Wednesday, October 22, 2014


The sunrise catches us sailing toward Wolf island.

The boat is tilted on its side throughout the night long trip. I asked the crewman and they say that the north-eastern wind is pushing the ship from its right side. This was a bit scary, but eventually I got used to it.

As we were getting close to the Wolf island, we can see the outline of the island and the famous “elephant rock” to its side.

Once we are close, we do a briefing and get ready to dive. As part of the preparations for dives in stronger currents we get two devices. The first is a whistle that we can use to announce our positions. The second is a more complex GPS device that can transmit our coordinates and also let us communicate with the ship. William teaches us how to operate it, but stresses that so far no one reached a situation where they needed to use it, and that he would work hard to make it stay that way.

Dive #1 Shark Bay

The plan of this dive was simple. We dive down to a rocky shelf on the side of the island and sit on it to watch the wildlife go by in the current. 

We get into the water, and current is not as bad as I feared. We go a bit around the rocks and watch the local fish. I am having trouble with my camera, as the zoom gear I installed is transparent, and reflects the flash on the dome port. All flash photography in this dive must be very low level…

Continuing along the shelf we reach a point with stronger current. Out on the blue across from there are many feeding fish. A couple of Jacks do a fly by next to us.

And then, we see the first hammerheads. Most of them are too far in the water and we see their silhouettes. Few, however, do close passes, and we get a chance for closer examination.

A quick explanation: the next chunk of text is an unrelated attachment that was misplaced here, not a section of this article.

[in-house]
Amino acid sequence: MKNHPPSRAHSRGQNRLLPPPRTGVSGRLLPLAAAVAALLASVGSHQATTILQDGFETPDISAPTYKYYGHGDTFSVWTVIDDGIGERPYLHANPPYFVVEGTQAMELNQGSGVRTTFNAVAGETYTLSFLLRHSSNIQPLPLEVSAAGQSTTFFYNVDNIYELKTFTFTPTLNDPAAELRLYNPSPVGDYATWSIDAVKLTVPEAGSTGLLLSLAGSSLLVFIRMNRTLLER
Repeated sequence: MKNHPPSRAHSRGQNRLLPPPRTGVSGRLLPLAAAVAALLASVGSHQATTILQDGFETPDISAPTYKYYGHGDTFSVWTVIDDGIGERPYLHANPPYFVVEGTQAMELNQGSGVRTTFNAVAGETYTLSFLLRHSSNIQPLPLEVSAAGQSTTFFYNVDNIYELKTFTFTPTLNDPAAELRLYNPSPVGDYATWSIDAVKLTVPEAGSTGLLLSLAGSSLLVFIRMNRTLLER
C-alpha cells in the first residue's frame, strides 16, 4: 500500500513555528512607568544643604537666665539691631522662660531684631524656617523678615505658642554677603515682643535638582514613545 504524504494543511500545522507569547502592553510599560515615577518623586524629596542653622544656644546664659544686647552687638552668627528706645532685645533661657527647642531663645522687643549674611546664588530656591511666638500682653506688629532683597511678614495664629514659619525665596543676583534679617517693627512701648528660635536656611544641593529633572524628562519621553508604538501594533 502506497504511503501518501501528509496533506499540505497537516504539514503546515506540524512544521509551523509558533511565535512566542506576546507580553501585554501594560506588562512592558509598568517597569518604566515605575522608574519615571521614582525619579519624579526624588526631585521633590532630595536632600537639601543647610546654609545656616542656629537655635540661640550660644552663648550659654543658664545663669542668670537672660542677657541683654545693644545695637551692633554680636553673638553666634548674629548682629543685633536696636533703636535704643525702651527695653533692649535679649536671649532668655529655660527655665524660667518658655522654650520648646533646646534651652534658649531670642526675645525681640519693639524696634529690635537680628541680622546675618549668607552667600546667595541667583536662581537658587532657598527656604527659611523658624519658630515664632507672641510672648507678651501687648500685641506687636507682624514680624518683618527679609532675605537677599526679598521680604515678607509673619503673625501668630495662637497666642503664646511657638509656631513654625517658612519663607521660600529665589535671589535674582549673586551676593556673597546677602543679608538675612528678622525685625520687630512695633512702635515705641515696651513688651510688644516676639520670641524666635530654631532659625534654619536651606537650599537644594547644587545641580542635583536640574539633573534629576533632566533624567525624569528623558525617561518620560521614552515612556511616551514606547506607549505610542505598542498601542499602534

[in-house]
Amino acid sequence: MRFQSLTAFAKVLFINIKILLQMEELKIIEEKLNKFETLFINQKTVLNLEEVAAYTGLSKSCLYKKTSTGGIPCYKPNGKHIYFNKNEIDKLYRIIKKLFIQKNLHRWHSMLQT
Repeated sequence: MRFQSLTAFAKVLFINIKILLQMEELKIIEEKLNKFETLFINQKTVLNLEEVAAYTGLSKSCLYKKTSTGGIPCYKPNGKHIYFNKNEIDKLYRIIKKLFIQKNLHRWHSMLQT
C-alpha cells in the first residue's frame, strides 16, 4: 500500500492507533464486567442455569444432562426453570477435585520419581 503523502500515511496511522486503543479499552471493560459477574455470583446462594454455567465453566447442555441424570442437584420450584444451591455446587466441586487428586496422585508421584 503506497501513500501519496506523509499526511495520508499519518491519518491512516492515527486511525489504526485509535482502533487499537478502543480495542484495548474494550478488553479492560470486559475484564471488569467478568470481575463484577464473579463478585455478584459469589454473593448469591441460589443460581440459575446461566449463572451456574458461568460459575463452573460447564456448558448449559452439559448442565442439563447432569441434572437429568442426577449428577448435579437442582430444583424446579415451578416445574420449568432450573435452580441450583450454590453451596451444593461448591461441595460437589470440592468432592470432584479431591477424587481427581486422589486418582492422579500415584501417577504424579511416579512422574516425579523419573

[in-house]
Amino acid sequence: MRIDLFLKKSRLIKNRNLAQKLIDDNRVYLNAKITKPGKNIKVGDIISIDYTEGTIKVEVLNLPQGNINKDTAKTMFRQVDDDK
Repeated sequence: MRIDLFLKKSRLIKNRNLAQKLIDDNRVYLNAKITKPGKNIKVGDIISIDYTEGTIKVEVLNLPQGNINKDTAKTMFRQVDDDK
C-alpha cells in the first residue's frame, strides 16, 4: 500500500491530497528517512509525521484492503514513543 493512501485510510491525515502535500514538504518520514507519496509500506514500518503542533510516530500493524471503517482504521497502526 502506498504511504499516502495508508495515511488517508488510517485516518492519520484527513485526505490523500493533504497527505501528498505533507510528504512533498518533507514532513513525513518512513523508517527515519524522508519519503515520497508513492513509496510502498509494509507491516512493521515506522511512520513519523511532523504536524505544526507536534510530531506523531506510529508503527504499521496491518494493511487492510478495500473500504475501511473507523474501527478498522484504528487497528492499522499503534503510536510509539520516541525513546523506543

William takes further along the rock shelf. Suddenly he points forward, and after few seconds I spot a large eagle ray going toward us and slowly position myself to capture as it approaches.

I manage to get few shots of it, and then several photographers run over toward the poor animal. It of course took off and left us. I am frustrated as to both the lack of collegiality, as I would not get into another photographer’s field of view, and also the lack of appreciation how to photograph animals, you can’t rush in, but need to give them chance to get comfortable with your presence.

We return from the dive. I replace the zoom gear with ones that work well with the flash. Now I have time to relax. Going up to the deck, we find that we have visitors. A row of boobies are sitting on deck rail and enjoying the perch. They seem to be juvenile red-footed boobies.

There is a lot of give and take between the birds. They fight each other for position on the rail, even though the other side is completely vacant. When one attempts to land on the rail the others try to stop it with their wings and beaks. 

We get a lot of action from the birds. They allow me to come closer and get close portraits. 

They even allow the brave to come sit next to them. 

Shlomo breaks the ice with the birds

Shmulik and Tamar posing for a photo

The roof above the Jacuzzi is also crowded with birds. These even allow me to get closer. 


Dive #2 Landslide

This dive site “around the corner” from our previous dive site. The plan is the same, go down, watch fish, go up.

As we enter the water, I encounter a small group (school?) of barracuda.